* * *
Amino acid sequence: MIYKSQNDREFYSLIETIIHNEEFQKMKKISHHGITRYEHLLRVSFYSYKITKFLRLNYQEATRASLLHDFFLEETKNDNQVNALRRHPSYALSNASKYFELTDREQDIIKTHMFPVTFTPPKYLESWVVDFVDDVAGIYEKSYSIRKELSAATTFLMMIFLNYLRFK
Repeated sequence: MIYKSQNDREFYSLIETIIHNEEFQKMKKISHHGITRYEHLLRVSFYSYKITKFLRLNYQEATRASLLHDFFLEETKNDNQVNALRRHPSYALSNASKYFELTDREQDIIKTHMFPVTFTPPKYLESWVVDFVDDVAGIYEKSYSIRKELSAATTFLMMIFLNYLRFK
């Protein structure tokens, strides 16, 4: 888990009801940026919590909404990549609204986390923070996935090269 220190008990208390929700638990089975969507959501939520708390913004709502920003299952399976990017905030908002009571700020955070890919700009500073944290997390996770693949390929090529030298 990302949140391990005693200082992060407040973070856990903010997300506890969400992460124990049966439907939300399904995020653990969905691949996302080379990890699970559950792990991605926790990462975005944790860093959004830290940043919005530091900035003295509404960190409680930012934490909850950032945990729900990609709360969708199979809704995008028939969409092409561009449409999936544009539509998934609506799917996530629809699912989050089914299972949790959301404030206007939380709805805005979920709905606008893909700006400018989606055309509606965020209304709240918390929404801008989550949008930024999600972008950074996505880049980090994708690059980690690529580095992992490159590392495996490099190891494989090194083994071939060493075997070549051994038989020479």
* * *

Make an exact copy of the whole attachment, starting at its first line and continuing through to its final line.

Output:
Amino acid sequence: MIYKSQNDREFYSLIETIIHNEEFQKMKKISHHGITRYEHLLRVSFYSYKITKFLRLNYQEATRASLLHDFFLEETKNDNQVNALRRHPSYALSNASKYFELTDREQDIIKTHMFPVTFTPPKYLESWVVDFVDDVAGIYEKSYSIRKELSAATTFLMMIFLNYLRFK
Repeated sequence: MIYKSQNDREFYSLIETIIHNEEFQKMKKISHHGITRYEHLLRVSFYSYKITKFLRLNYQEATRASLLHDFFLEETKNDNQVNALRRHPSYALSNASKYFELTDREQDIIKTHMFPVTFTPPKYLESWVVDFVDDVAGIYEKSYSIRKELSAATTFLMMIFLNYLRFK
């Protein structure tokens, strides 16, 4: 888990009801940026919590909404990549609204986390923070996935090269 220190008990208390929700638990089975969507959501939520708390913004709502920003299952399976990017905030908002009571700020955070890919700009500073944290997390996770693949390929090529030298 990302949140391990005693200082992060407040973070856990903010997300506890969400992460124990049966439907939300399904995020653990969905691949996302080379990890699970559950792990991605926790990462975005944790860093959004830290940043919005530091900035003295509404960190409680930012934490909850950032945990729900990609709360969708199979809704995008028939969409092409561009449409999936544009539509998934609506799917996530629809699912989050089914299972949790959301404030206007939380709805805005979920709905606008893909700006400018989606055309509606965020209304709240918390929404801008989550949008930024999600972008950074996505880049980090994708690059980690690529580095992992490159590392495996490099190891494989090194083994071939060493075997070549051994038989020479």